The papers are published as a series in the October edition of the Research & Cell Pigment of Melanoma, the official journal of the International Federation of Pigment Cell Companies (IFPCS) and the Society for Melanoma Research.
The three papers are written by leaders in the fields of cell biology, dermatology and epidemiology who reviewed the evidence on the effects of UV light on skin, including that of using tanning beds. They have called for a ban on the use of tanning beds by the low 18s, and also for a ban on ads claiming that tanning beds are safe.
The researchers said that the published data suggest that the use of tanning beds are linked to the interior increased risk of melanoma, the deadliest form of skin cancer, and do not support the notion that they are safe. Tanning beds are popular with young women.
The effects of UV radiation peeled in several ways, including damage to DNA, aging and skin cancer. The researchers stressed that human skin is the body most commonly affected by cancer, and UV radiation are the most commonly occurring carcinogen.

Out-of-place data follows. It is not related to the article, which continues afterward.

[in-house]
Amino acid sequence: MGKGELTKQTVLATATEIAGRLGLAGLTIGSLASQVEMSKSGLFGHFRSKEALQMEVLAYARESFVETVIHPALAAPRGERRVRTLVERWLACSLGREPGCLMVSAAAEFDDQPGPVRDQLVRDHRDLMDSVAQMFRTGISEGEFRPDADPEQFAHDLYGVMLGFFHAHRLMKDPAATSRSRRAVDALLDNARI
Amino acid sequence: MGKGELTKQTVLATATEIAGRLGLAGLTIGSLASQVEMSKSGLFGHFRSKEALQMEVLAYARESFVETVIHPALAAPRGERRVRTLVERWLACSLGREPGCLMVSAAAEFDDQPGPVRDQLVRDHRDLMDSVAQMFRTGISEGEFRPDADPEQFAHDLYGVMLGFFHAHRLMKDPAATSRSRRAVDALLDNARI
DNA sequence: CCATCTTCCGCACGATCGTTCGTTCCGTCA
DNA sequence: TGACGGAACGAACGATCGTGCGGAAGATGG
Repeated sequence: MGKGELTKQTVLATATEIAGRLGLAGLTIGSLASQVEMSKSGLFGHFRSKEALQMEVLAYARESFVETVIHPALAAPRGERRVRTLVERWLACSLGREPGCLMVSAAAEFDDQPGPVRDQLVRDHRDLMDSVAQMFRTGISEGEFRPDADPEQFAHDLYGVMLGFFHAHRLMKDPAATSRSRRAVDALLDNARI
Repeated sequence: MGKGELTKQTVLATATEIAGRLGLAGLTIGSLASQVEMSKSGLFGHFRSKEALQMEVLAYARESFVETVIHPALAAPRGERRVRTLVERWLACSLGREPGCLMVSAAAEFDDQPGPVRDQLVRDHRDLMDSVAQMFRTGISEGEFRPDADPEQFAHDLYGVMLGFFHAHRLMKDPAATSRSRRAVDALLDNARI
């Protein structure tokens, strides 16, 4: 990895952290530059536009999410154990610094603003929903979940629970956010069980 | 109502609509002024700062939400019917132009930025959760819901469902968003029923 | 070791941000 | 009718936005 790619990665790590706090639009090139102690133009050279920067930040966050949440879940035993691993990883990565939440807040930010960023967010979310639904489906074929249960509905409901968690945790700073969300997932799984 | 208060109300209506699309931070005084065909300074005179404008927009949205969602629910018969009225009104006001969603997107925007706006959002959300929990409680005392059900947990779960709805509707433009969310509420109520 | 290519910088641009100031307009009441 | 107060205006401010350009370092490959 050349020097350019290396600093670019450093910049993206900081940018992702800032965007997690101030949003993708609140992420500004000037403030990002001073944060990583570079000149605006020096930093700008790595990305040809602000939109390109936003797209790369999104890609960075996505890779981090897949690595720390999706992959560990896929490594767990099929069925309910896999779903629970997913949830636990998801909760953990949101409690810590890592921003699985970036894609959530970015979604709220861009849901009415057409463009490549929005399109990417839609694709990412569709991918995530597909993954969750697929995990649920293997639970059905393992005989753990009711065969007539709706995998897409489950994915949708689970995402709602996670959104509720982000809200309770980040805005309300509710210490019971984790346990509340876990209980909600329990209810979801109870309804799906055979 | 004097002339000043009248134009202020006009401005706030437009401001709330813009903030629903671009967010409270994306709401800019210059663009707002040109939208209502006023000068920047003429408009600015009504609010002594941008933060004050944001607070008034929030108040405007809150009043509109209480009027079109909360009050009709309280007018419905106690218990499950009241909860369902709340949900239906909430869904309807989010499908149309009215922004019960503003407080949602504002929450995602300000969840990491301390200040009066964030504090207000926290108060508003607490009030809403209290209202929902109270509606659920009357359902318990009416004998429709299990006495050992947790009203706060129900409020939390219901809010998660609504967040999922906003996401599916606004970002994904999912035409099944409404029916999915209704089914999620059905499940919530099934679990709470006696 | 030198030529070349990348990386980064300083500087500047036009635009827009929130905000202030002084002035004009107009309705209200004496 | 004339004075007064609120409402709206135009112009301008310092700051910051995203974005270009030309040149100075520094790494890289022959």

In one paper, Dr David E Fisher, the dermatologist and the president of the Society for Melanoma Research, and colleagues from the Massachusetts Hospital, Boston, reviewed two research areas: social issues and also about tanning the molecular mechanisms caused by exposure to UV radiation.
They said that the biological mechanisms of tanning and skin cancer both beginning to damage DNA to be exposed to radiation in the UV, which led her to conclude that safe tanning using UV light is most likely a physical impossibility.
At its conclusion, the Fisherman and colleagues wrote that:
“UVR [ultraviolet radiation] exposure represents one of the most common causes of avoidable risk of cancer and mortality in men.”
“While genetic and other factors undoubtedly contribute significantly to the risk of skin cancer, the role of UV is incontrovertible, and efforts to mislead the public, especially for purposes of economic gain by industry brown interior, it must be fought vigorously for the health, “they added.
According to figures from the American Academy of Dermatology, in the U.S., one person dies of melanoma every 62 minutes, and estimates of World Health Organization in 2000 showed that 71,000 people died worldwide from over Exposure to UV radiation.